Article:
In an oddly pointed and slightly skewed attempt at promoting diversity, Maria Burgos, the Director of Equity and Inclusion for Prince William County Government, has recently sparked controversy with her unusual directive: "Ditch your mainstream supermarkets and shop only at Global Food!"
Why, you may ask? Because according to Burgos, "Every other grocery store in the vicinity is flagrantly racist."
We'll give you a moment to digest that.
In an elaborate PowerPoint presentation, which many viewers described as a "glitchy spiral into produce-based prejudice," Burgos argued that mainstream supermarkets were guilty of racially discriminatory practices. She illustrated her point with a photo of an avocado display in an unnamed store, asserting that it "aggressively asserts avocado hegemony." When someone in the Zoom chat pointed out that avocados are a universally adored food, Burgos responded, "That's exactly what they want you to think!"
In her manifesto, Burgos praised Global Food as a shining beacon of diversity. She touted the wide variety of international food items offered by the store as proof of its superior inclusivity, seemingly unaware that other grocery stores also carry international products.
The argument took a decidedly surreal turn when Burgos accused rival supermarkets of exhibiting "fruitistic bias" by offering more bananas than plantains, thereby engaging in "flagrant favoritism of curved yellow fruit over the equally delicious and slightly less curvy variety." When reminded that consumer demand drives inventory decisions, Burgos, dismissing the notion, said that it was "nothing more than a convenient excuse for banana supremacism."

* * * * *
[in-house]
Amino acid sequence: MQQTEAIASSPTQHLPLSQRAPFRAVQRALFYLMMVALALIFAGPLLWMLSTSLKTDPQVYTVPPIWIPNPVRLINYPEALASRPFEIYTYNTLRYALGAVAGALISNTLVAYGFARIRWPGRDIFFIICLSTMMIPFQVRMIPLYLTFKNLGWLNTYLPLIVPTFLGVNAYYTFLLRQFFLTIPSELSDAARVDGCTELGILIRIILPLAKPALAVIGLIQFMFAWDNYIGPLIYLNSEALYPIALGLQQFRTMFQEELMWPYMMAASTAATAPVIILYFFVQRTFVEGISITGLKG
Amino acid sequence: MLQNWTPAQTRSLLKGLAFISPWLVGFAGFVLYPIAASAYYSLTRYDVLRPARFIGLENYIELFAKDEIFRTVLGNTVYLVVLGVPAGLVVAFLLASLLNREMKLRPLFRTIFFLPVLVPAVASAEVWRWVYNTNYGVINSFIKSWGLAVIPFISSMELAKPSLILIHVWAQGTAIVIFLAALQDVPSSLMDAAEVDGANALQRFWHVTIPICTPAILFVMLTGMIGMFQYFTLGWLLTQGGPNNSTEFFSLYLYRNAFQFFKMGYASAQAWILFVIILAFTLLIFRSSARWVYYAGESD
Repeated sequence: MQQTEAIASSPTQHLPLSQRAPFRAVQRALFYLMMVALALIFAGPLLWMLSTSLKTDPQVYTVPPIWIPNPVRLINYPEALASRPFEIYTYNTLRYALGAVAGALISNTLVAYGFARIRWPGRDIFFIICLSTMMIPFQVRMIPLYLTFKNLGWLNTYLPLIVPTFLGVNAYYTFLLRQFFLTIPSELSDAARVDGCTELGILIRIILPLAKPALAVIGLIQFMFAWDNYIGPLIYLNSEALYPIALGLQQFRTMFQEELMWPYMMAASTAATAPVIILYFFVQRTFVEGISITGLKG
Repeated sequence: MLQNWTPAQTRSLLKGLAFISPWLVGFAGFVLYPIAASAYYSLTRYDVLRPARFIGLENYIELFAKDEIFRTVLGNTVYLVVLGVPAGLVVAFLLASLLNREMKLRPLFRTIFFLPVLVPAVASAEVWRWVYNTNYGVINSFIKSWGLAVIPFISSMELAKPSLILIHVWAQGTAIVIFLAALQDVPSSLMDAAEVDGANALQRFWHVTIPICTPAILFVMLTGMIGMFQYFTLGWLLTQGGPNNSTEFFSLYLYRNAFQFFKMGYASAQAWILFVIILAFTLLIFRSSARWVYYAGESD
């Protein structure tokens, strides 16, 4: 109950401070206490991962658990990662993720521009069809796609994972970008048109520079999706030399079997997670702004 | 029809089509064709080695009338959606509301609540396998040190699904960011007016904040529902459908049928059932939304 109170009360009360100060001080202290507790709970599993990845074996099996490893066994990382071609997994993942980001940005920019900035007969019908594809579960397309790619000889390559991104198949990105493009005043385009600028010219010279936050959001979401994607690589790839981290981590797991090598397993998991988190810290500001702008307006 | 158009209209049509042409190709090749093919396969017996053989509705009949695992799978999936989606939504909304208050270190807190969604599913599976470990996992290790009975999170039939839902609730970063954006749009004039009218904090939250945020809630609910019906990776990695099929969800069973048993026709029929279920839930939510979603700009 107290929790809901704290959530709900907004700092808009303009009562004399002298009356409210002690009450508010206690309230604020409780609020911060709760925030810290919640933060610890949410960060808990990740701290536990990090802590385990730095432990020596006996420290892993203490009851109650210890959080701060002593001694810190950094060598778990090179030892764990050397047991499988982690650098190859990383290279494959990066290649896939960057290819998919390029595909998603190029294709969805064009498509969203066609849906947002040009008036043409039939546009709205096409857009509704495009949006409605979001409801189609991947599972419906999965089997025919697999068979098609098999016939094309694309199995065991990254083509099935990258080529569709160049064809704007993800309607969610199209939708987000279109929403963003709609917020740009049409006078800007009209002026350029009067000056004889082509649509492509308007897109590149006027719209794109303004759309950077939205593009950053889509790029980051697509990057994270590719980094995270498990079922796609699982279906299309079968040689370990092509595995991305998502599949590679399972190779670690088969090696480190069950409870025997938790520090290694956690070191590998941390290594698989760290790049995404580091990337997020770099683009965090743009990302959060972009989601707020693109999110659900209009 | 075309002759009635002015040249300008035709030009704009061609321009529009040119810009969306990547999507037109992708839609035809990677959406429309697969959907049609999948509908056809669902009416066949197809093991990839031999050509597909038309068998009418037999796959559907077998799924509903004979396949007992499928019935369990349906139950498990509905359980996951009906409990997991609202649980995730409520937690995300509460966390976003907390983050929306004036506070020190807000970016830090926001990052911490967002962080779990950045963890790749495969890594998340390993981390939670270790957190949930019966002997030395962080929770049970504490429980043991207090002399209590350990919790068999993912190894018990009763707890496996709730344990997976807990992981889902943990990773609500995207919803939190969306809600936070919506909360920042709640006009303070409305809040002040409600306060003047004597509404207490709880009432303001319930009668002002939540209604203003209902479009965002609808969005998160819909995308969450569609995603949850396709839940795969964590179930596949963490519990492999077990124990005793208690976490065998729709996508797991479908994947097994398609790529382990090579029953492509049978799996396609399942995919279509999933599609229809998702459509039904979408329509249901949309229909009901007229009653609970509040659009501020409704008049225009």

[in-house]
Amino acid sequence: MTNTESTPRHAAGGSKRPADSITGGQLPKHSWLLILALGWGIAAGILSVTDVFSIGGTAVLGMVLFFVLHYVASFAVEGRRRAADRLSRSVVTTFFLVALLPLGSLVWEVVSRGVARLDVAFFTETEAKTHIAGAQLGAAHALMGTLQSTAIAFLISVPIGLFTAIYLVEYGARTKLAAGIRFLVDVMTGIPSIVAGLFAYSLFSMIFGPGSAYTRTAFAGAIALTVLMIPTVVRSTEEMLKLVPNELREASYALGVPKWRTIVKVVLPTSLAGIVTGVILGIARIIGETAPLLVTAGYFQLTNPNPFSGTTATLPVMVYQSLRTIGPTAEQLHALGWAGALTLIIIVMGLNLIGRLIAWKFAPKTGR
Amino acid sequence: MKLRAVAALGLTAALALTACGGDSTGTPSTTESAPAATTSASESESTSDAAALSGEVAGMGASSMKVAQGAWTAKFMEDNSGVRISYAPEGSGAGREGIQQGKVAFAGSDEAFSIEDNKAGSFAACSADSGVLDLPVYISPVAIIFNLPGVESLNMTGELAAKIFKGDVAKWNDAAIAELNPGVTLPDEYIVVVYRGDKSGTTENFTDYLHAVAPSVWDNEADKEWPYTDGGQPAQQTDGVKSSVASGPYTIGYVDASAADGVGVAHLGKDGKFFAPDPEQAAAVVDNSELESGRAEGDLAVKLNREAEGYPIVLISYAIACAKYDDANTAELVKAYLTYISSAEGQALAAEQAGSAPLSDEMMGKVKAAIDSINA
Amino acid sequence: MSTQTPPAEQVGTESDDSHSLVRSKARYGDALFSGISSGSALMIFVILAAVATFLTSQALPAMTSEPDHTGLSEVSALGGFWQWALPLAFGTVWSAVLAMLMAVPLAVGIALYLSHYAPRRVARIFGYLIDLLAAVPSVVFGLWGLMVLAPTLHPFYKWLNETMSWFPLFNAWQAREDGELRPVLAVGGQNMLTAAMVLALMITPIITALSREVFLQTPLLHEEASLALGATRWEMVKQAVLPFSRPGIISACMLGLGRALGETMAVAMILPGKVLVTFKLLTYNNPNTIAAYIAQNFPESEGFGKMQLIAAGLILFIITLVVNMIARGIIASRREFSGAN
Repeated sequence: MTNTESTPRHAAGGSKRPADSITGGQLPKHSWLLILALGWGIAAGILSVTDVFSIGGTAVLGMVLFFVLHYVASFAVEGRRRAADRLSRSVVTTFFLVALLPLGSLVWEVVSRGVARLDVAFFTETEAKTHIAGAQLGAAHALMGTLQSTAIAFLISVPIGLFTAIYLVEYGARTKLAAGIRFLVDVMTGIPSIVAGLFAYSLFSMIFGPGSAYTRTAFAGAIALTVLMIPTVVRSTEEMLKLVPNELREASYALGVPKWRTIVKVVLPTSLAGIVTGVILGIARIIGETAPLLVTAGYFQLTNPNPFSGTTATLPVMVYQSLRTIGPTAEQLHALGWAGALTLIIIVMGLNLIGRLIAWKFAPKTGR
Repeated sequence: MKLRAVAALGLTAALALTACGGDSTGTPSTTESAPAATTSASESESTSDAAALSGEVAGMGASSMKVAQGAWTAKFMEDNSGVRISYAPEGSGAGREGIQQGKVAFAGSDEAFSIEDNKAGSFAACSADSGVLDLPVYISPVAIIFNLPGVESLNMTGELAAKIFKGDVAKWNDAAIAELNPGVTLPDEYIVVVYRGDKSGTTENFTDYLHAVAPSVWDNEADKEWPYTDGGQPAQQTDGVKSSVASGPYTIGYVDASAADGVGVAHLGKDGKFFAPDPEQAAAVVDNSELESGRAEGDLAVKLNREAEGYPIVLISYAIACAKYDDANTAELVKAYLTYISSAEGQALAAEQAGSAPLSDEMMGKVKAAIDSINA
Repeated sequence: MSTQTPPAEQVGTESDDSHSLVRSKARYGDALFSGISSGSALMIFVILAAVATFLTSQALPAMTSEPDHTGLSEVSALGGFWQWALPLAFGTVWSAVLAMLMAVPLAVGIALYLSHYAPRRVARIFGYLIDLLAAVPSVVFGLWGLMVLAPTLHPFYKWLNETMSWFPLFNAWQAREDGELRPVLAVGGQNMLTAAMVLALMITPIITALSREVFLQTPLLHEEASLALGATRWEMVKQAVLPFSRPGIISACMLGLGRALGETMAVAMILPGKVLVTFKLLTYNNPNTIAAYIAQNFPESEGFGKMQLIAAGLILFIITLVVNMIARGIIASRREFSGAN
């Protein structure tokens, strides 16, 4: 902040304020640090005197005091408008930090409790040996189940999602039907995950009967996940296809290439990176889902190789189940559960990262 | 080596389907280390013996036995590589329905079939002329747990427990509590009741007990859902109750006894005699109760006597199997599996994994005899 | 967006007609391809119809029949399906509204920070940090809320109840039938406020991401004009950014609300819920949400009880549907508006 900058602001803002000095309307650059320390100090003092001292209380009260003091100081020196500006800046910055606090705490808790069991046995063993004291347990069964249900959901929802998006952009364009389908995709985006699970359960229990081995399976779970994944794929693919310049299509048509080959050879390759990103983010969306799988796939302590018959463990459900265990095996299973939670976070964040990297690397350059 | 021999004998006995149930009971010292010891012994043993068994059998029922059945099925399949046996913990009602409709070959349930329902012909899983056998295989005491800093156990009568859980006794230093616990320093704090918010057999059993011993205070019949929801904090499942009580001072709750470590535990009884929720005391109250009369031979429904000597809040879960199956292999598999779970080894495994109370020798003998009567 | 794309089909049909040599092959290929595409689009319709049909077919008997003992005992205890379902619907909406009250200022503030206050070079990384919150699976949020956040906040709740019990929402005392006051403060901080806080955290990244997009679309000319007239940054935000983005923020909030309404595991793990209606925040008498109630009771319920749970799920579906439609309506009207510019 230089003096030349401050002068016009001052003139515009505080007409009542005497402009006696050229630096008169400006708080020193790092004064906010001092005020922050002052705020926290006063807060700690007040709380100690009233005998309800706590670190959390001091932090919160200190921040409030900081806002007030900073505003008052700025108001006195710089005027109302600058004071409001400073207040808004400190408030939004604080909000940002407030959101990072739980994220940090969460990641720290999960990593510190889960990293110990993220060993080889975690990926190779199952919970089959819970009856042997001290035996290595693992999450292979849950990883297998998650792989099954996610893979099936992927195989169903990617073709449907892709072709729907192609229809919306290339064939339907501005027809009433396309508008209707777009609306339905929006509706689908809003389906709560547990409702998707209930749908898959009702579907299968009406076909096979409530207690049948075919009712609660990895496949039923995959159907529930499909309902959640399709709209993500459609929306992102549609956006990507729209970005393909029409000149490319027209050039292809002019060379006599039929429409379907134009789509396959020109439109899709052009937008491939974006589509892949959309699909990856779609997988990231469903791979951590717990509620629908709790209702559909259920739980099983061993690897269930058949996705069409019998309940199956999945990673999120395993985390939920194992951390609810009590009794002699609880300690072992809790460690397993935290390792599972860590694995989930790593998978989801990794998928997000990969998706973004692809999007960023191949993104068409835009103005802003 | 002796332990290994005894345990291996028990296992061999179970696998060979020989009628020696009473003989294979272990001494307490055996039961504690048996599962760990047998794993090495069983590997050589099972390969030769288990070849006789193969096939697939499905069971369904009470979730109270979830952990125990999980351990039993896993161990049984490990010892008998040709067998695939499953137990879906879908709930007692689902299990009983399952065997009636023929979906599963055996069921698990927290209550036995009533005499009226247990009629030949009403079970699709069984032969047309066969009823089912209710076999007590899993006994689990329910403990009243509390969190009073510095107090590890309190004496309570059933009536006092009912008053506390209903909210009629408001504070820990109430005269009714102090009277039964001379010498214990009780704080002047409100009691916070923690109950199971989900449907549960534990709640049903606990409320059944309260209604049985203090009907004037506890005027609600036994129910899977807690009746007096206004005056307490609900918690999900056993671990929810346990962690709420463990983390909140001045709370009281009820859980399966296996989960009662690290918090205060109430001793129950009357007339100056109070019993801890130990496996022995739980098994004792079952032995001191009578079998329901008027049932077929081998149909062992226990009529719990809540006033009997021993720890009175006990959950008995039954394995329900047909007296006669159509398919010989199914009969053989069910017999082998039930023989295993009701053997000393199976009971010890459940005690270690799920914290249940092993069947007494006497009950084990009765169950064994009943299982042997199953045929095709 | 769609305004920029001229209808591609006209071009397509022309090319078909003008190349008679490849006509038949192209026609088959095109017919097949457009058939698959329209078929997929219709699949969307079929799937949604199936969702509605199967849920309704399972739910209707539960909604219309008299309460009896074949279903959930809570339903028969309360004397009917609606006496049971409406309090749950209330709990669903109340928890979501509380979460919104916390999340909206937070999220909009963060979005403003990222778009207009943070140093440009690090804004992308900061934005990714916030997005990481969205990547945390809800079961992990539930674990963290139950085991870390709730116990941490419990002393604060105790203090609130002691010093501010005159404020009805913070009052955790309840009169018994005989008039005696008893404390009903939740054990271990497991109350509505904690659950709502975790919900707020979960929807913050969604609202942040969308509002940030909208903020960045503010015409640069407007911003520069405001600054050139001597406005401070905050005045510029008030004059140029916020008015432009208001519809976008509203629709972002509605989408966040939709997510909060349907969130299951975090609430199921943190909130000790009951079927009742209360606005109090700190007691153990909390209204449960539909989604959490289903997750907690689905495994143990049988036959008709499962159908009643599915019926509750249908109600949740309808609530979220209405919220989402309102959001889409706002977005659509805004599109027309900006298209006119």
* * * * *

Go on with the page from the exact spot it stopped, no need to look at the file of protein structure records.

There was a considerable silence when Burgos also suggested that the cheese section at Global Food was more inclusive because "it doesn’t discriminate against the softer, smellier cheeses that other stores shy away from." She dismissed Brie, Cheddar, and Gouda as the 'privileged class of the cheese world,' advocating instead for a Stinking Bishop revolution.
While many are scratching their heads over Burgos's one-sided view of diversity, the Global Food grocery chain is trying to capitalize on the unexpected endorsement. A new ad campaign featuring Burgos's photograph and the slogan "Global Food - where food isn't racist" is set to roll out next week, as long as the legal team can figure out whether it's illegal to imply that produce is prejudiced.
Meanwhile, other grocery chains in the area, initially alarmed, are now quietly amused. One manager, speaking on condition of anonymity, quipped, "If anyone can find racism in a fruit salad, I'm pretty sure it's not the fruit salad's problem."
Whether or not you're ready to label your local grocery store a den of food-based bigotry, one thing is clear: Maria Burgos's fervor for promoting diversity is as unmistakable as her misunderstanding of it.
Stay tuned for next week when she will be presenting a 40-slide PowerPoint on how different types of pasta might be conspiring to maintain spaghetti's dominance.